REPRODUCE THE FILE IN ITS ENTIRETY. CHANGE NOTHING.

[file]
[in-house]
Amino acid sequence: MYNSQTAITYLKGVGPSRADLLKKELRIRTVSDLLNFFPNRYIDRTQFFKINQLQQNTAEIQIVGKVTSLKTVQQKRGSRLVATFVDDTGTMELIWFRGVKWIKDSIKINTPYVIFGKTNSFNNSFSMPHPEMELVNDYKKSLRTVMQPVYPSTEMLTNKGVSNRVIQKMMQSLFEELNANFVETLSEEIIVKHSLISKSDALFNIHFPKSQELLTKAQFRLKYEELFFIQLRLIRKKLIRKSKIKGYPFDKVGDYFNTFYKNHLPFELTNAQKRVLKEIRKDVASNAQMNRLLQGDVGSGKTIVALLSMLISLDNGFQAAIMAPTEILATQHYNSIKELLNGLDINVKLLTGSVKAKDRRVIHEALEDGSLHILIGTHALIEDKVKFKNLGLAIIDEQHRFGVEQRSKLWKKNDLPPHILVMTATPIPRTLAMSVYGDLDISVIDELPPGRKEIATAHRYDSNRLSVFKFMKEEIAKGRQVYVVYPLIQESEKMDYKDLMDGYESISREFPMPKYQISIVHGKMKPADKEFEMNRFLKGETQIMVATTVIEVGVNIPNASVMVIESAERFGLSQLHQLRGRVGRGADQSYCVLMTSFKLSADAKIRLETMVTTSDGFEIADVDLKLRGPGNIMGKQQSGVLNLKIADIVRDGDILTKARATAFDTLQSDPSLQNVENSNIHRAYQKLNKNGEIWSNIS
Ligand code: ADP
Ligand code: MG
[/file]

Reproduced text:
[in-house]
Amino acid sequence: MYNSQTAITYLKGVGPSRADLLKKELRIRTVSDLLNFFPNRYIDRTQFFKINQLQQNTAEIQIVGKVTSLKTVQQKRGSRLVATFVDDTGTMELIWFRGVKWIKDSIKINTPYVIFGKTNSFNNSFSMPHPEMELVNDYKKSLRTVMQPVYPSTEMLTNKGVSNRVIQKMMQSLFEELNANFVETLSEEIIVKHSLISKSDALFNIHFPKSQELLTKAQFRLKYEELFFIQLRLIRKKLIRKSKIKGYPFDKVGDYFNTFYKNHLPFELTNAQKRVLKEIRKDVASNAQMNRLLQGDVGSGKTIVALLSMLISLDNGFQAAIMAPTEILATQHYNSIKELLNGLDINVKLLTGSVKAKDRRVIHEALEDGSLHILIGTHALIEDKVKFKNLGLAIIDEQHRFGVEQRSKLWKKNDLPPHILVMTATPIPRTLAMSVYGDLDISVIDELPPGRKEIATAHRYDSNRLSVFKFMKEEIAKGRQVYVVYPLIQESEKMDYKDLMDGYESISREFPMPKYQISIVHGKMKPADKEFEMNRFLKGETQIMVATTVIEVGVNIPNASVMVIESAERFGLSQLHQLRGRVGRGADQSYCVLMTSFKLSADAKIRLETMVTTSDGFEIADVDLKLRGPGNIMGKQQSGVLNLKIADIVRDGDILTKARATAFDTLQSDPSLQNVENSNIHRAYQKLNKNGEIWSNIS
Ligand code: ADP
Ligand code: MG